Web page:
Clearly, the process of gubernatorial appointment* needs reform. But it is clear to me that the answer is not what one commenter suggests: that every elected official should have a “vice” (meaning a stand-by replacement, not the other meaning it might more accurately imply!). Many Latin American countries have such a suplente system, and it is much abused–a cure worse than the disease.
* Something that is not clear to me is whether Illinois or any other state allows for outright appointment by the Governor, or if the actual process is nomination by the Governor, followed by appointment upon conformation by the state legislature. It is my recollection that California, at least, has an “advise and consent” provision. The media coverage on Illinois leaves the impression that the Governor chooses unilaterally. I do not know if that is so. Maybe politically it does not matter in the current Illinois case: anyone with appointment–even if confirmed by elected representatives of the state’s electorate–would be branded, rightly or wrongly, as Blagojevich’s man or woman. But it certainly means that a wounded governor would have to defer to a representative body’s preference.
Far more tense for election-night return-watchers than the presidential race is likely to be the Democratic Party’s quest for 60 seats in the Senate. Sixty seats would allow the caucus, when cohesive, to override a filibuster–that is, to prevent the minority’s veto of the majority’s mandate on policy changes and court appointments.1 There are two races where the electoral rules may be almost as decisive as the voting itself, given multicandidate contests.2
In Minnesota, as in most states, a Senate race is decided by plurality (first past the post). In addition to incumbent Republican Norm Coleman and Democrat Al Franken, there is a strong third candidate in the race, Dean Barkley of the Independence Party.3 Barkley stands at just under 15% in the latest Pollster.com polling aggregate. His support has been slipping after flirting with the 20% mark in mid-October.
Franken leads in the polling aggregate, but precariously, 39.5â€“37.6. If Coleman pulls out a narrow 40% win, it will be literally legitimate (as in within the law), given the use of plurality rule. However, it would be a subpotimal outcome if an incumbent were reelected so narrowly.4 But plurality rule may allow it to happen. We do not know which candidate would win a runoff if there were one, because pollsters do not ask about second choices.
Meanwhile, in Georgia, Democratic challenger Jim Martin has closed a once formidable gap on incumbent Republican Saxby Chambliss. The Pollster.com aggregate shows the race at 46.7â€“43.9 Chambliss. However, Georgia requires a Senator to be elected by a majority of votes cast. Thus if neither Chambliss nor Martin clears 50% in tonight’s count, there will be a runoff between the two on December 2. The main third-party candidate is Libertarian Allen Buckley, who is at 7% in the most recent poll shown at Pollster.com (Rasmussen). Other polls in recent weeks have shown him as low as 2% or, oddly enough, have not asked.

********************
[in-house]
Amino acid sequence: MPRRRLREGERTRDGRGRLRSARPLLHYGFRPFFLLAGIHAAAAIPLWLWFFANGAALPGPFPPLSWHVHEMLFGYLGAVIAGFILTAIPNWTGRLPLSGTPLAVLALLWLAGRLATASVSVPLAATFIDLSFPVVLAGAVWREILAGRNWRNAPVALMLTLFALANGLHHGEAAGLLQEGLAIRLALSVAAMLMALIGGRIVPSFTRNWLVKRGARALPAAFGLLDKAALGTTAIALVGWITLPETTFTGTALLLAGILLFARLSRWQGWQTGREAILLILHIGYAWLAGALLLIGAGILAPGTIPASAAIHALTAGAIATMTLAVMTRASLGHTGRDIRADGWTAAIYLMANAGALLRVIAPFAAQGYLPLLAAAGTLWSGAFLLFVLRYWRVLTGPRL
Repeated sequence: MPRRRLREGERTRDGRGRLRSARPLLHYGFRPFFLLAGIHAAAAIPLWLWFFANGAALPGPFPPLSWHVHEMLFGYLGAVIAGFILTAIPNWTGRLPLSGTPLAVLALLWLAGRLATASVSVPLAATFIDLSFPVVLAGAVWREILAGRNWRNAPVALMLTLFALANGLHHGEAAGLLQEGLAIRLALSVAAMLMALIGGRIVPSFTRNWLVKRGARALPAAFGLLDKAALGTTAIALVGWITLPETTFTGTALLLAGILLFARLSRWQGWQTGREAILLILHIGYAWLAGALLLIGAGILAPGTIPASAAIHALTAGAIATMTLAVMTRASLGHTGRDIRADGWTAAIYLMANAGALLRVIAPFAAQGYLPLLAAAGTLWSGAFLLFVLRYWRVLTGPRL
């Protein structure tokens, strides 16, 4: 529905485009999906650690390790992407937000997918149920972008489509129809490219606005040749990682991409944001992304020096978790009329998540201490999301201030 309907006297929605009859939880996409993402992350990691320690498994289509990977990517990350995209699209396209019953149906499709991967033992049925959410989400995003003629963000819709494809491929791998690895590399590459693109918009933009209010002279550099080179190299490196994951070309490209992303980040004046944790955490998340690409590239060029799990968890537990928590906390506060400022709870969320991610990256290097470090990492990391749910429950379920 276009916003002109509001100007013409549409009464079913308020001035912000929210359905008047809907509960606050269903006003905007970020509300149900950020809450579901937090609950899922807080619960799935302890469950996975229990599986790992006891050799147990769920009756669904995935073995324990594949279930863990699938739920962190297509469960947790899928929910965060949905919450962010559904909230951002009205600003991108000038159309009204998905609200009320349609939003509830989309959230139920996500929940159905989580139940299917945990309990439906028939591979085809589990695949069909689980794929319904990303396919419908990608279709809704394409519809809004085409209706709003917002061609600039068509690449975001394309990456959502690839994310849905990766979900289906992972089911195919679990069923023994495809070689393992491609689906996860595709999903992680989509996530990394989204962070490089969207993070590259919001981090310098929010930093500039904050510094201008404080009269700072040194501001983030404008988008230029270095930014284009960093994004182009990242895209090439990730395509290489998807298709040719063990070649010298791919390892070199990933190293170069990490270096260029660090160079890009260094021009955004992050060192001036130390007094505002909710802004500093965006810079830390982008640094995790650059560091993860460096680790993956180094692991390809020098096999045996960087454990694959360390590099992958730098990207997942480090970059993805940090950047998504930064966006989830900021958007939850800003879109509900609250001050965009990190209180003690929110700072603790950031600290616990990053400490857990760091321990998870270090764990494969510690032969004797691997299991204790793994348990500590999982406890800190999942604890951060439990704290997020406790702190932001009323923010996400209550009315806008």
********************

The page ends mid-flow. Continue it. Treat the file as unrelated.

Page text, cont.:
Even if Martin takes the lead and holds a plurality on election night, he has not been elected.
The last time Georgia had a US Senate runoff was in 1992, when Republican Paul Coverdell defeated Democrat Wyche Fowler.5 In that election, Fowler won 49.23% in the first round to Coverdell’s 47.67%. In the runoff, on November 24, Coverdell won, 50.65% to 49.35%.
If Georgia and Minnesota used the Double Complement Rule that I often recommend, there would have been no need for a runoff in Georgia in 1992, but there would almost certainly need to be one this year in Minnesota. The Double Complement Rule allows a sub-majority win if, and only if, the second-place candidate’s shortfall from 50% is more than double that of the leading candidate. Fowler’s 0.77 percentage point shortfall in 1992 would have been “good enough”; the only way Coverdell could have defeated him would have been to convince Libertarians in the same, larger electorate–as we’ll see below, the inter-round turnout differential was substantial–to desert their party’s candidate and give him the plurality.
The approximate 40â€“38 result that we may see in Minnesota, on the other hand, would necessitate a runoff under the Double Complement Rule. In fact, the only way we would see a one-round result, if the leading candidate failed to break 40%, would be if the trailer fell below 30%–something that obviously would not happen without a doubling of Barkley’s support creating a close race for second place, rather than for the plurality.
As for this year’s Georgia race, we would have a squeaker on our hands: the current polling aggregate is just over the runoff-triggering margin by about half a percentage point.